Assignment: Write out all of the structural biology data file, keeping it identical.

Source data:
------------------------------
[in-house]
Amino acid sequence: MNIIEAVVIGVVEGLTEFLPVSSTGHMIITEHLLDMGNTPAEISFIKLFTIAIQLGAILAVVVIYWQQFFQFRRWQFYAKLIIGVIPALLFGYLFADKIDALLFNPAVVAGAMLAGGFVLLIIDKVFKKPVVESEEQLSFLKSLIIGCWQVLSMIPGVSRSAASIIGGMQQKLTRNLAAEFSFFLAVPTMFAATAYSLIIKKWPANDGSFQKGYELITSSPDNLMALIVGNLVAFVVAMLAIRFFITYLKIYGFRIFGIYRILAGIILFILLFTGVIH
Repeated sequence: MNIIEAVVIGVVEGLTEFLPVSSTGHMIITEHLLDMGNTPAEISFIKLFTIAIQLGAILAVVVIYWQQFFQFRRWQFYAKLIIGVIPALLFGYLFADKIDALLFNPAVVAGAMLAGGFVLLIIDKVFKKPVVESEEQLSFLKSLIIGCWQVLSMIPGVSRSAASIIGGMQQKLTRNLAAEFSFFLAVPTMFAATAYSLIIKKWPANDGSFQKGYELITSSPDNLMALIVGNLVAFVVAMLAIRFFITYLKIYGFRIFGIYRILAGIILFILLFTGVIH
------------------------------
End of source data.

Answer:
[in-house]
Amino acid sequence: MNIIEAVVIGVVEGLTEFLPVSSTGHMIITEHLLDMGNTPAEISFIKLFTIAIQLGAILAVVVIYWQQFFQFRRWQFYAKLIIGVIPALLFGYLFADKIDALLFNPAVVAGAMLAGGFVLLIIDKVFKKPVVESEEQLSFLKSLIIGCWQVLSMIPGVSRSAASIIGGMQQKLTRNLAAEFSFFLAVPTMFAATAYSLIIKKWPANDGSFQKGYELITSSPDNLMALIVGNLVAFVVAMLAIRFFITYLKIYGFRIFGIYRILAGIILFILLFTGVIH
Repeated sequence: MNIIEAVVIGVVEGLTEFLPVSSTGHMIITEHLLDMGNTPAEISFIKLFTIAIQLGAILAVVVIYWQQFFQFRRWQFYAKLIIGVIPALLFGYLFADKIDALLFNPAVVAGAMLAGGFVLLIIDKVFKKPVVESEEQLSFLKSLIIGCWQVLSMIPGVSRSAASIIGGMQQKLTRNLAAEFSFFLAVPTMFAATAYSLIIKKWPANDGSFQKGYELITSSPDNLMALIVGNLVAFVVAMLAIRFFITYLKIYGFRIFGIYRILAGIILFILLFTGVIH